9. Seek psychological counseling
Traumatic experiences, grief, and some mental disorders take a toll on the body and can affect brain chemistry, making it harder to cope with daily activities and stressors.
10. Go outside
Research shows that people who spend more time in nature, even taking a short walk in the woods or in a park, tend to be happier and less stressed than people who don’t.
11. Practice relaxation techniques
Activities that increase self-awareness and mindfulness, like meditation and guided visualization, can help reduce stress when done regularly.
A relatively low resting heart rate is considered healthy, while a high resting heart rate can increase the risk of various pathologies. A low heart rate allows the heart to maintain a healthy rhythm and respond effectively to common stressors. This can be exercises, illnesses and everyday activities.
A relatively low heart rate contributes significantly to overall health. An abnormally high heart rate can lead to various health risks and problems.
Complications associated with a high heart rate include:
– a low energy level
– poor physical condition
– Chest pain or discomfort
– Difficulty or discomfort in breathing
– Reduced blood flow, especially in the hands and feet
– low blood pressure
– Dizziness, dizziness and fainting
– blood clots
– Heart failure, heart attack or stroke
Ideal heart rhythms
Heart rate varies. Many factors contribute to a change in heart rhythm, including
– physical activity
– time of day
– hormonal changes or fluctuations
– Emotional stress.
A healthy resting heart rate varies from person to person. However, for most people, the target resting heart rate is between 60 and 100 beats per minute (bpm).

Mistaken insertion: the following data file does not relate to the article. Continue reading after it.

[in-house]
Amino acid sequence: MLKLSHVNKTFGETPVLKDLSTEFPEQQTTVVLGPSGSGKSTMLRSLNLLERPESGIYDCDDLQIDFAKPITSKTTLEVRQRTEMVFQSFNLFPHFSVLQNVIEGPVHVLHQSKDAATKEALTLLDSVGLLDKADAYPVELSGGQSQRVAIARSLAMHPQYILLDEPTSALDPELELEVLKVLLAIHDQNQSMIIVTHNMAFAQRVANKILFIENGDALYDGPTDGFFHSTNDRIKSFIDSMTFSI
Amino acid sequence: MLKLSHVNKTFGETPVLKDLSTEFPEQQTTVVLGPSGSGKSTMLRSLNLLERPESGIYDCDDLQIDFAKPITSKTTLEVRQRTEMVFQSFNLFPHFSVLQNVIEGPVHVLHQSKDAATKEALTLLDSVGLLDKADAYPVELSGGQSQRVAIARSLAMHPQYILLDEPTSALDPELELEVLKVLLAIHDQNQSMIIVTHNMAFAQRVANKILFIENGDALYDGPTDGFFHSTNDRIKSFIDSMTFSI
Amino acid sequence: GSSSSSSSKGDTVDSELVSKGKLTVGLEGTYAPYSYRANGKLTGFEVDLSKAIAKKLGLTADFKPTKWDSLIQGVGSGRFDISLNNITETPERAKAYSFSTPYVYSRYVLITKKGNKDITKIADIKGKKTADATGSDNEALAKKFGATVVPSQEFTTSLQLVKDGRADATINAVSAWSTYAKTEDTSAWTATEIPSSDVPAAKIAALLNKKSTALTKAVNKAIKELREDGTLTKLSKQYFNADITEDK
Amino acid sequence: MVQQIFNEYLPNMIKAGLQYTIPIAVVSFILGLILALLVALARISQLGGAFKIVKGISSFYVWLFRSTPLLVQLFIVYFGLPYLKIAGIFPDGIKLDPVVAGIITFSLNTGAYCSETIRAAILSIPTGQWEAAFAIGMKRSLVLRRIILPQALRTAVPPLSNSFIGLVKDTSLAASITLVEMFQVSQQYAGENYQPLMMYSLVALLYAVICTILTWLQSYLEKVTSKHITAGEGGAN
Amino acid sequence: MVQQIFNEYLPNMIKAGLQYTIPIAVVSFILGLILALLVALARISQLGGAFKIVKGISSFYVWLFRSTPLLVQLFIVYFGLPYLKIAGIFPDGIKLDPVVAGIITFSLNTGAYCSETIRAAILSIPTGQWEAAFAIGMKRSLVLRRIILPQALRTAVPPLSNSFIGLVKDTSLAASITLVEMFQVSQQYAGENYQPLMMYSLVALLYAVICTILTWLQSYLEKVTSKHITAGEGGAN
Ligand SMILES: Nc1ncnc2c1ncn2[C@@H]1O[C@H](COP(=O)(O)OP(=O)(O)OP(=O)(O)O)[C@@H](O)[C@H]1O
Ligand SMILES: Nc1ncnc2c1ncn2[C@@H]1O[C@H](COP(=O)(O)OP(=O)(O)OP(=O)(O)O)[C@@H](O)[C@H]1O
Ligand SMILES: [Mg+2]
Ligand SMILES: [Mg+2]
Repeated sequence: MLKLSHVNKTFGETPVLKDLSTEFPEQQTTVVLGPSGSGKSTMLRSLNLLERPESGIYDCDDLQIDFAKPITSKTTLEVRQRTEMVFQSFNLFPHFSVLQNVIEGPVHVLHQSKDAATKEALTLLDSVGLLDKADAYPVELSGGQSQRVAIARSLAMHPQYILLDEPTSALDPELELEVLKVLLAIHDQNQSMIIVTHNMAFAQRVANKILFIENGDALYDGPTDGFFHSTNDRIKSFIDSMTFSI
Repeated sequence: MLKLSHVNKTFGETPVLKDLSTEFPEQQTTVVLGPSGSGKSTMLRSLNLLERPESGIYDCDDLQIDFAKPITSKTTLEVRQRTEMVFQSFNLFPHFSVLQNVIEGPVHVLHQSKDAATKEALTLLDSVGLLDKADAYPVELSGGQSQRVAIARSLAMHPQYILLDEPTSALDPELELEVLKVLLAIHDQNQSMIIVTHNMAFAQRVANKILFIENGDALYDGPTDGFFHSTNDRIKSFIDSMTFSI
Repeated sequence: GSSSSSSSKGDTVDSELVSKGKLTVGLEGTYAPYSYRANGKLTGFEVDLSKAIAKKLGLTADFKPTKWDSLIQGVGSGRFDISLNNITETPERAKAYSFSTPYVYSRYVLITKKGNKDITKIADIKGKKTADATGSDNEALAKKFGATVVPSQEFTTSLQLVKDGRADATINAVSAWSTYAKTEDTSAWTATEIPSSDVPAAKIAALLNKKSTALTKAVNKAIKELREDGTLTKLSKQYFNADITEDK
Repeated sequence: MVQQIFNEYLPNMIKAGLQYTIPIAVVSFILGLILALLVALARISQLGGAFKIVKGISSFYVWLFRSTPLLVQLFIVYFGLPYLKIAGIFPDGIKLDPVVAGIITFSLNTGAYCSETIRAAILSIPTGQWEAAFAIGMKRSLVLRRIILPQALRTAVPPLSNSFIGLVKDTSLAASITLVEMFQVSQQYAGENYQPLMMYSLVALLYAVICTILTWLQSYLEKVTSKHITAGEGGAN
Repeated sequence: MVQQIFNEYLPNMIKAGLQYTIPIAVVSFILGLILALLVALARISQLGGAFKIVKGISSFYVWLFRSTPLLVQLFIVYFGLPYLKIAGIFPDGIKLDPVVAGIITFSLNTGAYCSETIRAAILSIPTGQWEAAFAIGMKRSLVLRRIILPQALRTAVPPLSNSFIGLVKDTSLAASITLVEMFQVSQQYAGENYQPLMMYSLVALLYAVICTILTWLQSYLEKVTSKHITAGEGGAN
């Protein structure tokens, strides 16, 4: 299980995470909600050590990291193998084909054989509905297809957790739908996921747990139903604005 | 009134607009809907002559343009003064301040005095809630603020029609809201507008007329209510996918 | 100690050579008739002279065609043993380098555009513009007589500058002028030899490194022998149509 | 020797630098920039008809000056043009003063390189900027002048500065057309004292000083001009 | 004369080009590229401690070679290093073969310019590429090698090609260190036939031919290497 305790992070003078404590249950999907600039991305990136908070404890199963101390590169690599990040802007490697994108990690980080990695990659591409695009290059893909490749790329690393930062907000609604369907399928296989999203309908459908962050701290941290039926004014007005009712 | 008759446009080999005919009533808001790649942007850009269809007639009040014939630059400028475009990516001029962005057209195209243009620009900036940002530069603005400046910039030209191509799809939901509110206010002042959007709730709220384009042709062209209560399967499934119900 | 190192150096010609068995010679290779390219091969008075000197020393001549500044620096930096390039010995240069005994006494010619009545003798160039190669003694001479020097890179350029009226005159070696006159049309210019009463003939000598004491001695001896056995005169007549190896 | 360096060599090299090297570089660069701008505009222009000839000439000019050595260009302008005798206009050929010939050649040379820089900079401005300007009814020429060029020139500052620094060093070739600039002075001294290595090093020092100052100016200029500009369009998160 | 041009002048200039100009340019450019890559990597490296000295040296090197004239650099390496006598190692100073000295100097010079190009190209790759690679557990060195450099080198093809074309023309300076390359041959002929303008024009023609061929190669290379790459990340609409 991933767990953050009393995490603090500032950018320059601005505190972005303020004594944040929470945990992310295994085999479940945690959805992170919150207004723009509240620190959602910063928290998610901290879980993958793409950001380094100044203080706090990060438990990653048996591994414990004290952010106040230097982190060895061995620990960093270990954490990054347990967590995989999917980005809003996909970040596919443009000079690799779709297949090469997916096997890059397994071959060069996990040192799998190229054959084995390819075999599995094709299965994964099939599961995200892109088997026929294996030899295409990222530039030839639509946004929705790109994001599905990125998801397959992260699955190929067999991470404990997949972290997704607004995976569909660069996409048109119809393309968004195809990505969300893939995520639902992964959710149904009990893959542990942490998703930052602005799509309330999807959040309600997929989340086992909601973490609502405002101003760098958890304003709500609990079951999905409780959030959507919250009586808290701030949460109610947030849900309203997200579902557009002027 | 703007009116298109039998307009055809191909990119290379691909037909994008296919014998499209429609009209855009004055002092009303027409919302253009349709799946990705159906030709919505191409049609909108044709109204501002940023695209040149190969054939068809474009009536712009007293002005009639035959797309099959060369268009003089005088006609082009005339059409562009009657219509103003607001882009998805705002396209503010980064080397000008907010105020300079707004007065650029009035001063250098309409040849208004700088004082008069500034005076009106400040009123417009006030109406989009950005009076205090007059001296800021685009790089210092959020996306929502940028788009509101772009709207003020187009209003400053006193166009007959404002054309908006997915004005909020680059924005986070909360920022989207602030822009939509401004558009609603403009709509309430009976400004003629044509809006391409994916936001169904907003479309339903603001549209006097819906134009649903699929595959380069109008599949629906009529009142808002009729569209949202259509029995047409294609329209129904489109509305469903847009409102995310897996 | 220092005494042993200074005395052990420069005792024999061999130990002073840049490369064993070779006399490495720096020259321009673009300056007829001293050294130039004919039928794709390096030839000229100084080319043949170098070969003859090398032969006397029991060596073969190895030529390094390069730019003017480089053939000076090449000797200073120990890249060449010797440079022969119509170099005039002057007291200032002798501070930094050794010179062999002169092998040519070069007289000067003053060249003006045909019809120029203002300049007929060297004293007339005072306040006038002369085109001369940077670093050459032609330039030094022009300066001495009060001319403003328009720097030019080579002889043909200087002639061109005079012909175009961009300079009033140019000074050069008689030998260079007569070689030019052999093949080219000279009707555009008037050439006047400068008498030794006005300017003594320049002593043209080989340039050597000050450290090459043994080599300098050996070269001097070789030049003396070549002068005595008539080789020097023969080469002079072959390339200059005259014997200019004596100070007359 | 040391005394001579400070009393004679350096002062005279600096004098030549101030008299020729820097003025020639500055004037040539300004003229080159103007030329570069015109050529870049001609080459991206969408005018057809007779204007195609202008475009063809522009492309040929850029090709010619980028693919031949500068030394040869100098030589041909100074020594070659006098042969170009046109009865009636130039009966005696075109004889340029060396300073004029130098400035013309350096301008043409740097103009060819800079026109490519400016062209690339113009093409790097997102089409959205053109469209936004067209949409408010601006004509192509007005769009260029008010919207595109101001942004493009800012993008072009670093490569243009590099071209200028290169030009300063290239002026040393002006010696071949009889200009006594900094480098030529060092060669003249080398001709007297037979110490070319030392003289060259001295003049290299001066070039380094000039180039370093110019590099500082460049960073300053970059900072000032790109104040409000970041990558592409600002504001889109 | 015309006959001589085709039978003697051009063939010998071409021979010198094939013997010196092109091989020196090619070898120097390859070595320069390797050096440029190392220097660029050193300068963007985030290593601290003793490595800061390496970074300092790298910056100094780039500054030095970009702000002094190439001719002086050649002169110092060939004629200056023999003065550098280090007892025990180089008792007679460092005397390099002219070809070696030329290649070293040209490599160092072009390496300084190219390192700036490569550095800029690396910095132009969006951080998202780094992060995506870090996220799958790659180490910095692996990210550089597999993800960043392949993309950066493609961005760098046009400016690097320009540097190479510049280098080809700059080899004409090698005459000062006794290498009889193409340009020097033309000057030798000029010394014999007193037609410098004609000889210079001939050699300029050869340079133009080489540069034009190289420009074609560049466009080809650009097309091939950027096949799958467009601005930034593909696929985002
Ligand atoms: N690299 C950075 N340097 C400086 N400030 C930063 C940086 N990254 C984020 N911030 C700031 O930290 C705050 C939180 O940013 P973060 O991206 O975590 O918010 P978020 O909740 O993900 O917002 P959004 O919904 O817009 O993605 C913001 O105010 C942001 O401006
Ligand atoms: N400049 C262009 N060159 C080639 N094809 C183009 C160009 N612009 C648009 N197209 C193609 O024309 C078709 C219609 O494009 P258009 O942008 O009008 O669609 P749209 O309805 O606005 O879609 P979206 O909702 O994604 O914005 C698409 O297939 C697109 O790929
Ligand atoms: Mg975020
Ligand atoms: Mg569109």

You can calculate your maximum heart rate by subtracting your age in years from 220. A healthy heart rate is typically between 50 and 70 percent of your moderate-impact maximum heart rate. For intense activity, the healthy range is 70-85% of maximum heart rate.
The average heart rate zones are as follows:
Age in years Target heart rate Average maximum heart rate
20 100-170bpm 200bpm
30 95-162bpm 190bpm
40 93-157bpm 185bpm
45 90-153bpm 175bpm
50 88-149bpm 170bpm
55 85-145bpm 165bpm
60 83-140bpm 160bpm
65 80-136bpm 155bpm
70 75-128bpm 150bpm
An increased heart rate is often a natural bodily response. This is especially true if the increase is transient and caused by physical activity or emotional stress. An abnormally high resting heart rate for an extended period of time may indicate an underlying medical problem. Several lifestyle habits can help reduce transient heart rate spikes and lead to a long-term reduction. For example, if the average heart rate is abnormally high due to an underlying medical condition, a doctor may prescribe medications such as a beta-blocker.
Blood pressure vs heart rate (pulse).
John, RM, & Kumar, S. (2016 May 9). Sinus node and atrial arrhythmias. Circulation, 133 (19), 1892-1900
Know your target heart rates for exercise, weight loss and health. (2018, January 4)
LeWine, H. (2018, March 12). The increase in resting heart rate is a signal worth monitoring
Tyrväinen, L., Ojala, A., Korpela, K., Lanki, T., Tsunetsugu, Y., & Kagawa, T. (2014, June). The influence of urban green environments on stress reduction interventions: A field experiment [Abstract]. Journal of Environmental Psychology, 38, 1–9